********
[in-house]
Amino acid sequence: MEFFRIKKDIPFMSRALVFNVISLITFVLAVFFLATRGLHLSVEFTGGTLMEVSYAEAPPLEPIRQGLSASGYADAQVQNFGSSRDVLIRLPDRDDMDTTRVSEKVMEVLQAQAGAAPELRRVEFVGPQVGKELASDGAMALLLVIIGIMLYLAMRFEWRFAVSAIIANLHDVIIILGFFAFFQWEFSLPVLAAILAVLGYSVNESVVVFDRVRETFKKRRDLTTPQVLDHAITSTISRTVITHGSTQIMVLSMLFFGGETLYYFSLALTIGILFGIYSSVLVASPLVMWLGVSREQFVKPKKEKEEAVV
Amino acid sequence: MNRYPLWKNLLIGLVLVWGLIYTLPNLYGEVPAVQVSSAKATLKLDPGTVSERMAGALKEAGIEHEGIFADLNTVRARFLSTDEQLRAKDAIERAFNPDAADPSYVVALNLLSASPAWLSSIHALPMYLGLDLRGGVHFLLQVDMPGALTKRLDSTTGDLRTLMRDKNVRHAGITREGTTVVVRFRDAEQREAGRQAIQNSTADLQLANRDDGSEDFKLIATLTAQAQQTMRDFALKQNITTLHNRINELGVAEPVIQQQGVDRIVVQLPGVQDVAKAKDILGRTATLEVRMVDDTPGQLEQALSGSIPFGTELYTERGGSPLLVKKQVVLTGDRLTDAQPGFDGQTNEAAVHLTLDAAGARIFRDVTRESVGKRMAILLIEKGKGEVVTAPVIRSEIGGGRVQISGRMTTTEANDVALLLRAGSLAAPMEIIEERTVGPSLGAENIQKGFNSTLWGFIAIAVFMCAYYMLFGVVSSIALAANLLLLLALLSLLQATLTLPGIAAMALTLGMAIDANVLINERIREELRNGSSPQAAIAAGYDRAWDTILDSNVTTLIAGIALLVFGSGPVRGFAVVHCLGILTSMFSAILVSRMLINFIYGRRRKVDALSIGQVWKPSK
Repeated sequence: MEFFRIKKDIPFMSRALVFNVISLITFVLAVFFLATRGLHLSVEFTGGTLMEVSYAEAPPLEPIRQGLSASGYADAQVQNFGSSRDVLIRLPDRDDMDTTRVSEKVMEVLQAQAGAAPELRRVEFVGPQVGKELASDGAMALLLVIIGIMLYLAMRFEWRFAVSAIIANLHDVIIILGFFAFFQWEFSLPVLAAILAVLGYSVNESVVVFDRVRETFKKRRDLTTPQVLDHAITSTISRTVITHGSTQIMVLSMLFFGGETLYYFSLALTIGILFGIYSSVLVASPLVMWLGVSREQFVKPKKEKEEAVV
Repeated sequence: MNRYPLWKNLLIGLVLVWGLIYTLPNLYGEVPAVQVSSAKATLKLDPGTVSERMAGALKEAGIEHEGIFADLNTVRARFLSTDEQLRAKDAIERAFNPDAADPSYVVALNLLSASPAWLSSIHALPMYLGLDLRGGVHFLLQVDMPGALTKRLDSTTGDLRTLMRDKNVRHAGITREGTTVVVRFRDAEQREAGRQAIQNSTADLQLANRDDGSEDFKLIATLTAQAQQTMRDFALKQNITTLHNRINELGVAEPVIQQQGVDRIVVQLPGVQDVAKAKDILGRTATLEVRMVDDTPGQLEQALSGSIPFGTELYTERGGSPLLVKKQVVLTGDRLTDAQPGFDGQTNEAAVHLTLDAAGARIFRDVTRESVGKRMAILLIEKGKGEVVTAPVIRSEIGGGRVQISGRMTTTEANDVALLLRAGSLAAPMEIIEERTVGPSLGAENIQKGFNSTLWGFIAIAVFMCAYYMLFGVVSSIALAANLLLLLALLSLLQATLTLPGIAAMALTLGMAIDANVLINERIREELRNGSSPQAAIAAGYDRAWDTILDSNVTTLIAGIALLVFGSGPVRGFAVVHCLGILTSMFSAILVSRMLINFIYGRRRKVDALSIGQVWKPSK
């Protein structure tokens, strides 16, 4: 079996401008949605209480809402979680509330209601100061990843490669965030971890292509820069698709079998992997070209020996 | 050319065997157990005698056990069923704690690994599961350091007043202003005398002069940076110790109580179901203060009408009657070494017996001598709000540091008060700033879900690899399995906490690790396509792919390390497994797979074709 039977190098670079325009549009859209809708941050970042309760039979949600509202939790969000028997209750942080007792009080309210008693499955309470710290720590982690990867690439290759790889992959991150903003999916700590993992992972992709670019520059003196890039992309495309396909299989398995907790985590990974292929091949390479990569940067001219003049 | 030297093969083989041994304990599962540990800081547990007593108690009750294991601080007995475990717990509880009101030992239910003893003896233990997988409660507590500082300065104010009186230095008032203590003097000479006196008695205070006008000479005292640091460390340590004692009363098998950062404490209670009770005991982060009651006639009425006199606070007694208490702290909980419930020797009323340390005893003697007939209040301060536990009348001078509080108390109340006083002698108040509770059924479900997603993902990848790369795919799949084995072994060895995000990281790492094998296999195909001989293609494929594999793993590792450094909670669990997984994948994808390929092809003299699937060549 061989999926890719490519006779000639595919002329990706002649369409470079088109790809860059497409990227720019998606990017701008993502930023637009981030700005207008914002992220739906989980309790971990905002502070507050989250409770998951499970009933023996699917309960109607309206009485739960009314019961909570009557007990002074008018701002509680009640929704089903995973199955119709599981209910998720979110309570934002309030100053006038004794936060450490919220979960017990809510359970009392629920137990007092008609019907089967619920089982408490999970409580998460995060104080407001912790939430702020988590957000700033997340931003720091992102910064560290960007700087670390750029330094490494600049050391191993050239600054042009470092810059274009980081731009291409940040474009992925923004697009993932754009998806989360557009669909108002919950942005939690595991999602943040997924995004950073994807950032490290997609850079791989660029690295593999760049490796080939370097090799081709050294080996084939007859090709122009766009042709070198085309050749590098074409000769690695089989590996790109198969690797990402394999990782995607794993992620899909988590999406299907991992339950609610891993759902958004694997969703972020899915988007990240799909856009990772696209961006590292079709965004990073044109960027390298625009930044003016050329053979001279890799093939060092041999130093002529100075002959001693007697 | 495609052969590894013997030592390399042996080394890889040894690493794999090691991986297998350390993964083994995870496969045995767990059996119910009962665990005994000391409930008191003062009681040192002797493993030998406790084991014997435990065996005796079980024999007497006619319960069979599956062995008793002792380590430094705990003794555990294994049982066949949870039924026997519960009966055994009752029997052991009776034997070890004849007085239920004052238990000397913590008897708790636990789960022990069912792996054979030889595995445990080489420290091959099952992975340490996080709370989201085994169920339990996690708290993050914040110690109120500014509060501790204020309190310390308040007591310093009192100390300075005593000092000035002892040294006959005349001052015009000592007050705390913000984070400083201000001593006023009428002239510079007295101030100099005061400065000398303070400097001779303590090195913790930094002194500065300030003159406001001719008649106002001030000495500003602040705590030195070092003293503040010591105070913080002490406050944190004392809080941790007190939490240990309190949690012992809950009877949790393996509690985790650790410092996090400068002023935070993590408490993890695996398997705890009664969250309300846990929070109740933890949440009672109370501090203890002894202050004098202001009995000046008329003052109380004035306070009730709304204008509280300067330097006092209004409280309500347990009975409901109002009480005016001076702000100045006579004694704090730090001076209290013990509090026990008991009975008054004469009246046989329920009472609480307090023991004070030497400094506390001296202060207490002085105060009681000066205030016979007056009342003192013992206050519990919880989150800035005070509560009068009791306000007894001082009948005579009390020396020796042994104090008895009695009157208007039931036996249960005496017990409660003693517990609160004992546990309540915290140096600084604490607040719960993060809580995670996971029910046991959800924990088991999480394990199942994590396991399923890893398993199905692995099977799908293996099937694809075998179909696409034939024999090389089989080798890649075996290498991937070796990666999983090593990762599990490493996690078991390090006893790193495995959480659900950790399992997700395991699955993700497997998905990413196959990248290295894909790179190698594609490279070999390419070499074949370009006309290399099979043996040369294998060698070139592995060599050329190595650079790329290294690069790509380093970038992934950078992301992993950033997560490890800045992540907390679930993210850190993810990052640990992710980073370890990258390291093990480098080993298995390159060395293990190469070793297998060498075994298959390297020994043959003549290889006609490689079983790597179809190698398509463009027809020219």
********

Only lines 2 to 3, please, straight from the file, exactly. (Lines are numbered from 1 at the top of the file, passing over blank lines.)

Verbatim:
Amino acid sequence: MEFFRIKKDIPFMSRALVFNVISLITFVLAVFFLATRGLHLSVEFTGGTLMEVSYAEAPPLEPIRQGLSASGYADAQVQNFGSSRDVLIRLPDRDDMDTTRVSEKVMEVLQAQAGAAPELRRVEFVGPQVGKELASDGAMALLLVIIGIMLYLAMRFEWRFAVSAIIANLHDVIIILGFFAFFQWEFSLPVLAAILAVLGYSVNESVVVFDRVRETFKKRRDLTTPQVLDHAITSTISRTVITHGSTQIMVLSMLFFGGETLYYFSLALTIGILFGIYSSVLVASPLVMWLGVSREQFVKPKKEKEEAVV
Amino acid sequence: MNRYPLWKNLLIGLVLVWGLIYTLPNLYGEVPAVQVSSAKATLKLDPGTVSERMAGALKEAGIEHEGIFADLNTVRARFLSTDEQLRAKDAIERAFNPDAADPSYVVALNLLSASPAWLSSIHALPMYLGLDLRGGVHFLLQVDMPGALTKRLDSTTGDLRTLMRDKNVRHAGITREGTTVVVRFRDAEQREAGRQAIQNSTADLQLANRDDGSEDFKLIATLTAQAQQTMRDFALKQNITTLHNRINELGVAEPVIQQQGVDRIVVQLPGVQDVAKAKDILGRTATLEVRMVDDTPGQLEQALSGSIPFGTELYTERGGSPLLVKKQVVLTGDRLTDAQPGFDGQTNEAAVHLTLDAAGARIFRDVTRESVGKRMAILLIEKGKGEVVTAPVIRSEIGGGRVQISGRMTTTEANDVALLLRAGSLAAPMEIIEERTVGPSLGAENIQKGFNSTLWGFIAIAVFMCAYYMLFGVVSSIALAANLLLLLALLSLLQATLTLPGIAAMALTLGMAIDANVLINERIREELRNGSSPQAAIAAGYDRAWDTILDSNVTTLIAGIALLVFGSGPVRGFAVVHCLGILTSMFSAILVSRMLINFIYGRRRKVDALSIGQVWKPSK